[darcs-users] some darcs comments from Johan Tibell

Eric Kow kowey at darcs.net
Sat Jan 2 17:57:17 UTC 2010


Hi Stephen,

On Sun, Jan 03, 2010 at 01:47:31 +0900, Stephen J. Turnbull wrote:
> I'm not Johan, but let me comment anyway.

Yes, please!

> I don't understand who you are trying to save from what here.

In case this clarifies my concerns, I'm operating on a very basic level
of worrying here.

In other words, I'd be nervous about the prospect of Darcs becoming more
difficult to use (Not sure I have a complete definition for that yet:
maybe that you have to learn how a lot of new concepts, commands, and
how a lot of options fit together; or it suddenly becomes easy to do
things you did not want).

Independently of the usefulness of branching, I need to get a good way
to get a feeling for how the presence of branching affects the sort of
simplicity I'd like to see Darcs preserving.  Maybe there actually is a
way to do it, just some sort of simple addressing scheme and then a set
of darcs branch commands that most people can ignore.

But that's as far as I've gotten.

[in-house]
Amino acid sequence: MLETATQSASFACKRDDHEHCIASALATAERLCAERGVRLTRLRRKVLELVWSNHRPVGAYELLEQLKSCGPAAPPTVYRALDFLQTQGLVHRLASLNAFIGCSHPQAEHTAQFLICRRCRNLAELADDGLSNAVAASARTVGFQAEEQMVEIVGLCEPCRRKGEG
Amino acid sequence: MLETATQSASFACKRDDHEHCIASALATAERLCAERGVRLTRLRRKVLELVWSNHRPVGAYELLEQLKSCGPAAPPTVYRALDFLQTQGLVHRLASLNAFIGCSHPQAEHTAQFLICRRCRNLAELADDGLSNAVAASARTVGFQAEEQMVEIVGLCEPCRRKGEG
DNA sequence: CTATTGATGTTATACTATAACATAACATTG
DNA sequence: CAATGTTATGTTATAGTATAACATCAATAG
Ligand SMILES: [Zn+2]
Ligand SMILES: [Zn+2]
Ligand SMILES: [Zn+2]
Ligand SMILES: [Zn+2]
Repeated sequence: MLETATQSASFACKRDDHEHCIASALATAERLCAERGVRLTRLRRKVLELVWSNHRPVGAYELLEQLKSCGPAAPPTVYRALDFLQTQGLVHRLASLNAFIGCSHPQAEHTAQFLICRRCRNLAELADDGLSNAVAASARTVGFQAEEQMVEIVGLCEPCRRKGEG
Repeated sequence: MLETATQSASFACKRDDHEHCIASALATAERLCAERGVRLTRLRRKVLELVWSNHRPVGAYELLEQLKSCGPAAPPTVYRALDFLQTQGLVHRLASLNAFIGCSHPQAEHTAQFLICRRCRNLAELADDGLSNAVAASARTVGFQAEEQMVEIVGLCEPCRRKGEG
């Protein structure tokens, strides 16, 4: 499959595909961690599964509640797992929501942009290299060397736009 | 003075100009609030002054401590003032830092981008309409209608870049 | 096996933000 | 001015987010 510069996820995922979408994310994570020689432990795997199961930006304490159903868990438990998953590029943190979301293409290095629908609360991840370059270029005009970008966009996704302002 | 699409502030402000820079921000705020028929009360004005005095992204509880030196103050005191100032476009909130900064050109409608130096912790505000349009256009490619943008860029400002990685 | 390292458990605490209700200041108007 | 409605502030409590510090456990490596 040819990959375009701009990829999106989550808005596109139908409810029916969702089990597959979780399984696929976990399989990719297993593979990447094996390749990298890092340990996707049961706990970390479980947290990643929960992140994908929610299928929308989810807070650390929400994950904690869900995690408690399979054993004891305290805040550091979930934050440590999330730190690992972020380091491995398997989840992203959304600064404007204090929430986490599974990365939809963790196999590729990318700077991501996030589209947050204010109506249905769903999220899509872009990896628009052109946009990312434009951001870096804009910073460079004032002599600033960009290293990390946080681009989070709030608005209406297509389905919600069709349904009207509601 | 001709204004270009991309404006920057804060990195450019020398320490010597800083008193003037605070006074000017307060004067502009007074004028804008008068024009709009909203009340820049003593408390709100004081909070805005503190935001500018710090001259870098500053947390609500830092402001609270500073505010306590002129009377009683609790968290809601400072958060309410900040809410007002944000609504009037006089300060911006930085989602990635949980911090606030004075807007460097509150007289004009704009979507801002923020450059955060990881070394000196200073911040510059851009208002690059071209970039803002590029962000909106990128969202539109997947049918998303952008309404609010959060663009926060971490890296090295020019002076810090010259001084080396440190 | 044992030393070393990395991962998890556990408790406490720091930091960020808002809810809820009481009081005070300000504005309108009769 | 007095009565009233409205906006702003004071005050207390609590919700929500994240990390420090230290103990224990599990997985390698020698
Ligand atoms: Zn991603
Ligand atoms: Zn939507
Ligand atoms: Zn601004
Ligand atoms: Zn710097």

> At the lowest level, you're saying it matters whether the patch I need
> is currently stored locally or in some other repository.  That's
> clearly a mostly bogus distinction.[1]  Copy the patch and be done
> with it, OK?

I'm not sure I'm saying that.  How?

I was merely trying to see if the no-remote-branches approach would
allow us to avoid inventing some sort of addressing scheme for remote
branches.  That's all.

To be clear, the only thing I was worrying about in that mail is
one day finding ourselves in a position where people are scratching
their heads and wondering 'how do I use this darn thing?', at least
more so than they may be doing so now.
 
> The next level problem is that if your VCS supports colocated
> branches, you might commit to the "wrong" branch because you forgot
> which one you're in.  Fixing this is just a rebase (and maybe
> splitting the first patch).  Well, hey, isn't Darcs the world's best
> tool for rebasing, and no slouch at splitting up patches?  And note
> that this can surely happen without *remote* branches.

I believe your mail may be ascribing a more advanced level of worrying
to me than I intended :-), in the sense that I'm not really trying to
save anybody from any sort of shooting-in-foot.

> I can think of one use case where pulling a remote branch would be
> very useful.  That is the case where bootstrapping your project is
> very expensive.  The workflow here is to create a repository in one of
> the usual ways, and bootstrap it.  Now, if you want to test someone's
> changes, instead of cloning their branch (moderately to very expensive
> in a big tree) and bootstrapping (very expensive), you simply pull the
> delta to their branch into your "build&test" working tree and remake
> the changed files.

Thanks for that.

-- 
Eric Kow <http://www.nltg.brighton.ac.uk/home/Eric.Kow>
PGP Key ID: 08AC04F9
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